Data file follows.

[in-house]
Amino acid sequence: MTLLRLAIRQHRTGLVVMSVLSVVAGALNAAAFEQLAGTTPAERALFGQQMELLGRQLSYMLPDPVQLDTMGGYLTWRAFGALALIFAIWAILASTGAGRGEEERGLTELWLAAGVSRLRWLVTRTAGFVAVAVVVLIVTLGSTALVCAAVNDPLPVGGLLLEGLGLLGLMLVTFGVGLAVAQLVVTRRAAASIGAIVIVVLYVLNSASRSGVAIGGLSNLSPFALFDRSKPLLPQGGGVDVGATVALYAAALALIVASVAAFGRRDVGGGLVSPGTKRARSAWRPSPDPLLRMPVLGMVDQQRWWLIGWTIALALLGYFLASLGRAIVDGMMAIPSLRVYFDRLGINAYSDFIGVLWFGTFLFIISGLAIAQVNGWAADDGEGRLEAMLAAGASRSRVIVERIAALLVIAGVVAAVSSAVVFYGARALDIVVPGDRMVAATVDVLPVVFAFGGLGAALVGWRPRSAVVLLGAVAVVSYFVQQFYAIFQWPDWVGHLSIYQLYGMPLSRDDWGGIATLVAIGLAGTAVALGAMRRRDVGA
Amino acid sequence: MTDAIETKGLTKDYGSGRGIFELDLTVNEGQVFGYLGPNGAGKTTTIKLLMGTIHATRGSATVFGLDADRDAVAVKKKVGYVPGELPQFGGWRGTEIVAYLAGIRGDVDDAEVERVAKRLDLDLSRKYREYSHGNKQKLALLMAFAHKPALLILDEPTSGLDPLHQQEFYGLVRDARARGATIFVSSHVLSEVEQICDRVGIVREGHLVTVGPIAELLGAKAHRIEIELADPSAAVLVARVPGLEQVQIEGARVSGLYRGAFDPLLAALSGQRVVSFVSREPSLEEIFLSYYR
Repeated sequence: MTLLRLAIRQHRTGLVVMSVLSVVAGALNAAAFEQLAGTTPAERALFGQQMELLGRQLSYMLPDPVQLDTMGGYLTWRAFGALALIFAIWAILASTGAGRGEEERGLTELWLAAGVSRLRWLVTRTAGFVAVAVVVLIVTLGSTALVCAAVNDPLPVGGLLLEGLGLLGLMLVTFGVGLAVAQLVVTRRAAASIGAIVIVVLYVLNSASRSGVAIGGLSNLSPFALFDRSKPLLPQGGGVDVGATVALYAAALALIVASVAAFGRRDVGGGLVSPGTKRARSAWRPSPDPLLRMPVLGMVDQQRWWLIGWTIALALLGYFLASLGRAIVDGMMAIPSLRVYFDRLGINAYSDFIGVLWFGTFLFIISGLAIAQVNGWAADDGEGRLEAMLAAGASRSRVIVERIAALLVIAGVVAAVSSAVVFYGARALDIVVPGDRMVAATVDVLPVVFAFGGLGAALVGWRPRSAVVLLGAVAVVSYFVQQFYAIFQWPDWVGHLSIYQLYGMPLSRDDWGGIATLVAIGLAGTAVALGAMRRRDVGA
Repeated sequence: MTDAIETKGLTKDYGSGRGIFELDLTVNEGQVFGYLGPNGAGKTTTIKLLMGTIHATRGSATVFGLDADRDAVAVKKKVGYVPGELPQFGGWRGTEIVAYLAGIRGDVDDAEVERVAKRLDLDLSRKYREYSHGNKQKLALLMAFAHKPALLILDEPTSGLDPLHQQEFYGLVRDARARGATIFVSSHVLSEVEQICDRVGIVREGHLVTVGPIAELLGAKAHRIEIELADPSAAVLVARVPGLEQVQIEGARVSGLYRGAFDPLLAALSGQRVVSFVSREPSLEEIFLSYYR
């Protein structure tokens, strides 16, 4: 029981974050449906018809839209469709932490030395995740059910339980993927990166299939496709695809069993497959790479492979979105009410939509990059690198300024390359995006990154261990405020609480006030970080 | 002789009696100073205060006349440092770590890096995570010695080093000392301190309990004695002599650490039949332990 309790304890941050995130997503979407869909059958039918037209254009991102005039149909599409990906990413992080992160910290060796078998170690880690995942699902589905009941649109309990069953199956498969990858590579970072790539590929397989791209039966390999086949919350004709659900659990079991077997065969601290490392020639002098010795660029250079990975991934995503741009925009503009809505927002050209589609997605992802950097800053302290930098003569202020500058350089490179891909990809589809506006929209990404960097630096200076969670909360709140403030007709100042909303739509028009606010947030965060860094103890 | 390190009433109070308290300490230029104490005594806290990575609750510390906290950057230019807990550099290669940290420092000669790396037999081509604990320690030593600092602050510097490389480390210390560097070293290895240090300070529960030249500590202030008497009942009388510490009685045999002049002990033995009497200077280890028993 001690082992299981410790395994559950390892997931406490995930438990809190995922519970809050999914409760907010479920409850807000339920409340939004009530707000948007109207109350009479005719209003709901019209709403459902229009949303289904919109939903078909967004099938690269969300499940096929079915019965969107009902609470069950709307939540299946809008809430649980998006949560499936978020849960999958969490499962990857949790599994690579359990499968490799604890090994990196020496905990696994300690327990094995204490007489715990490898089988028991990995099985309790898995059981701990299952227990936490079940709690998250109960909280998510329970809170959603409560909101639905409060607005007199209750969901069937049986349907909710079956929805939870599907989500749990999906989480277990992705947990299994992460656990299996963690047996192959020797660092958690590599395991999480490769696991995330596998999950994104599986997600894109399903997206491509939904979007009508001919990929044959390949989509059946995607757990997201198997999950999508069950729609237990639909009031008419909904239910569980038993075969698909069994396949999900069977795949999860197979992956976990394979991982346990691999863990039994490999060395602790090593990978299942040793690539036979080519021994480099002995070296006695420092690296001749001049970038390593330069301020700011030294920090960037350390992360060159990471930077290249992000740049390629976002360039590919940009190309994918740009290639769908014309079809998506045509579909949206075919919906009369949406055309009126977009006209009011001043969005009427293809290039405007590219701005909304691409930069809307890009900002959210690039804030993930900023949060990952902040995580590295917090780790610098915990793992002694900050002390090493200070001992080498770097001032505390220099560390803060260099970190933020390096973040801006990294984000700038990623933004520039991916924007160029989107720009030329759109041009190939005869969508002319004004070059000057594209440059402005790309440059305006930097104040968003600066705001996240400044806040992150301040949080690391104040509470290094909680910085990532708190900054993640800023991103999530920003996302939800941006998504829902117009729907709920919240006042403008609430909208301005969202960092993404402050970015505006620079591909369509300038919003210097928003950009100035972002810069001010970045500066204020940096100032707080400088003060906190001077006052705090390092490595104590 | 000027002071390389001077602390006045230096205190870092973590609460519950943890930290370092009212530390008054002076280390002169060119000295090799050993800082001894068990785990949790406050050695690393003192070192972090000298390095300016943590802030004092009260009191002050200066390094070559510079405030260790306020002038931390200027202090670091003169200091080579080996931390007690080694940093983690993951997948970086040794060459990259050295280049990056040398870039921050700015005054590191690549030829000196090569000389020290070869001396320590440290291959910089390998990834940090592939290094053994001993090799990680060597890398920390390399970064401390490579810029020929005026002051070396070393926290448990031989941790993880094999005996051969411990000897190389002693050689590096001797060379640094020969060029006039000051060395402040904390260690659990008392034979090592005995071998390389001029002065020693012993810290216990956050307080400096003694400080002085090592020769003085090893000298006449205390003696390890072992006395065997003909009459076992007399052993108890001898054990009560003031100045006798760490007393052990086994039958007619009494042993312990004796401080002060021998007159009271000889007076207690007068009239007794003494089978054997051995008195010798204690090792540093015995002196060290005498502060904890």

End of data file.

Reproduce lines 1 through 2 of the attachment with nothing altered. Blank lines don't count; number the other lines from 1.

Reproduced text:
[in-house]
Amino acid sequence: MTLLRLAIRQHRTGLVVMSVLSVVAGALNAAAFEQLAGTTPAERALFGQQMELLGRQLSYMLPDPVQLDTMGGYLTWRAFGALALIFAIWAILASTGAGRGEEERGLTELWLAAGVSRLRWLVTRTAGFVAVAVVVLIVTLGSTALVCAAVNDPLPVGGLLLEGLGLLGLMLVTFGVGLAVAQLVVTRRAAASIGAIVIVVLYVLNSASRSGVAIGGLSNLSPFALFDRSKPLLPQGGGVDVGATVALYAAALALIVASVAAFGRRDVGGGLVSPGTKRARSAWRPSPDPLLRMPVLGMVDQQRWWLIGWTIALALLGYFLASLGRAIVDGMMAIPSLRVYFDRLGINAYSDFIGVLWFGTFLFIISGLAIAQVNGWAADDGEGRLEAMLAAGASRSRVIVERIAALLVIAGVVAAVSSAVVFYGARALDIVVPGDRMVAATVDVLPVVFAFGGLGAALVGWRPRSAVVLLGAVAVVSYFVQQFYAIFQWPDWVGHLSIYQLYGMPLSRDDWGGIATLVAIGLAGTAVALGAMRRRDVGA